If you need footnotes, or if you’re a prolific user of mathematical formulae, you’re going to need to know how to make your text superscript and subscript in PowerPoint. Here are three ways to do it, with some bonus productivity tips to keep you working efficiently!
Want to build some interactivity into your PowerPoint slides? Here are two easy entry-level ways that you can turn your PowerPoint slides into dynamic and interactive material for eLearning.
Hyperlinks sound a lot more complicated than they actually are. They work like any button or box on a website. By clicking that box you’re sent to another page. So from the ‘Search’ button on Google to the ‘Buy it now!’ on Amazon – you’re already pretty familiar with them.
But did you know you can build them into PowerPoint presentations? In the same way that you can link round a web page, you can now link round a presentation.
The advantages of this are that your presentation is no longer linear. You can skip out whole sections and focus on the bits that are relevant. During a test you can link back to the theory for a recap. You can create easily navigable menus just like website home pages.
So how do you create such wizardry?
It’s probably best to hyperlink objects within your presentation. Technically you can hyperlink almost anything: text (down to a single letter), pictures, objects etc. but it’s best to stick with what looks familiar to your audience (so that’s going to be boxes, arrows, and buttons).
Once you’ve chosen your element, right click and choose the option ‘Hyperlink’.
A pop-up window will appear and on the left hand side you want to choose the option ‘Place in this document’. You should then get a list of your slides appearing.
Choose the one you want to link to, hit ‘OK’ and you’re sorted.
Remember – you can use this tool for all sorts of ways to navigate around your presentation. It might help to think of it like a web page instead of a presentation.
The wonderful thing about triggers, is triggers are wonderful things. They, much like a hyperlink, can be applied to a specific element on your slide, and you can add an animation to it, so that something happens when you click it. Think of this like an internal hyperlink on your slide. You’re staying within the slide itself, but you can click things and have things change in any order – it’s the person viewing the presentation that has control.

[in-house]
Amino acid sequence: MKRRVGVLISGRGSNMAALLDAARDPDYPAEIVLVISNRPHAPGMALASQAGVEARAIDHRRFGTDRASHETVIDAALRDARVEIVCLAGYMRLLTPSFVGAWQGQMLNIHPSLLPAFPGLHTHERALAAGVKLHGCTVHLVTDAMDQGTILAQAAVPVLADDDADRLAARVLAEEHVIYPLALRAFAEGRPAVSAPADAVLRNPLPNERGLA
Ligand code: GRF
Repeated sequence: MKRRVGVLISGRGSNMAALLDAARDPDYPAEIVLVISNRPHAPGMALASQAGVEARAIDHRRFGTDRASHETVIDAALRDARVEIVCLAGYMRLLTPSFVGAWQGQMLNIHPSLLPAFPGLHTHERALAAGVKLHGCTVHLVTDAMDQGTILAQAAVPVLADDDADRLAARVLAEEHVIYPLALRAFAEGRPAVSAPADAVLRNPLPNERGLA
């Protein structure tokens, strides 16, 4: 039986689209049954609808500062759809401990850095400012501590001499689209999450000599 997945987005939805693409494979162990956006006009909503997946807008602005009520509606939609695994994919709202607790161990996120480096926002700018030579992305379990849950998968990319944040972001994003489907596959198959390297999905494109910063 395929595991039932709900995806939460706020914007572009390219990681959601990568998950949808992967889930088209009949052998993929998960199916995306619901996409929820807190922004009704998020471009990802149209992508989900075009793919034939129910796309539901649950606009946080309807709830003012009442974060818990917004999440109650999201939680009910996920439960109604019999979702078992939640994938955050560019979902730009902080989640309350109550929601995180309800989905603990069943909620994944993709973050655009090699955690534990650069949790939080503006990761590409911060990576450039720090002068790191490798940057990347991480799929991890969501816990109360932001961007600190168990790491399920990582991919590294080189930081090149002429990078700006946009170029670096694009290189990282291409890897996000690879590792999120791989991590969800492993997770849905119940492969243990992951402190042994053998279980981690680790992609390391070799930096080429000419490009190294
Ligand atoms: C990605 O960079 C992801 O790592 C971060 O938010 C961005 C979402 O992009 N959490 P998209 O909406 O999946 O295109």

This can be really useful for building quizzes where your participants have multiple choice questions to answer.
So first of all make your elements (the list of possible answers). Animate them so that appear as you want, then add a ‘Fill colour’ animation. Choose green for the right answer and red for the incorrect answer (if you’re going for the typical look).
Next go to the animation tab at the top of the PowerPoint window and make sure you have your animation pane open. In the animation pane click on one of the ‘Fill colour’ animations – you’ll then see at the top of the animation tab that you have the word ‘Triggers’.
Click on this and you’ll see that you get the option ‘on click of’. When you highlight that, you’ll see that all the elements on your slide are listed. Click on the one that matches your element and there you have it. When you play your slide in show mode you’ll be able to click it and the answer will change colour according to whether it’s right or wrong.
Taking it further
You should be able to do a lot with just hyperlinking and triggers. I’ve given you a few very simple ways to use both of these tools, but as you start to use them for yourselves, you’ll see how many different uses they have.
There will inevitably be things that you want to do that are just beyond the limits of PowerPoint. But there are some great pieces of software that plug into your PowerPoint and give you that option of building more sophisticated interaction.
Have any SOS interactivity needs? Post a comment below and we’ll try and sort you out!Leave a comment
Managing consultantView Hannah Brownlow's profile
Countdown timers can be really effective ways of filling time in breaks at conferences or training sessions, or to give people a time limit to do an exercise or have a discussion. Follow these easy steps to create your own that is completely editable and see how easy it is to create a slick, branded countdown timer just using PowerPoint.
PowerPoint turned 29 a couple of weeks ago. Corporately, we missed it. We were too busy using it to make some pretty flash-looking slides to notice this pretty significant milestone in the life of our go-to piece of software. So, accept this article as a belated birthday present, paying tribute to the double-P-to-the-T...
No one was looking at their electronics; all eyes were on the podium. We raised the bar on what a great presentation is supposed to look like.Curtis Waycaster Smith & Nephew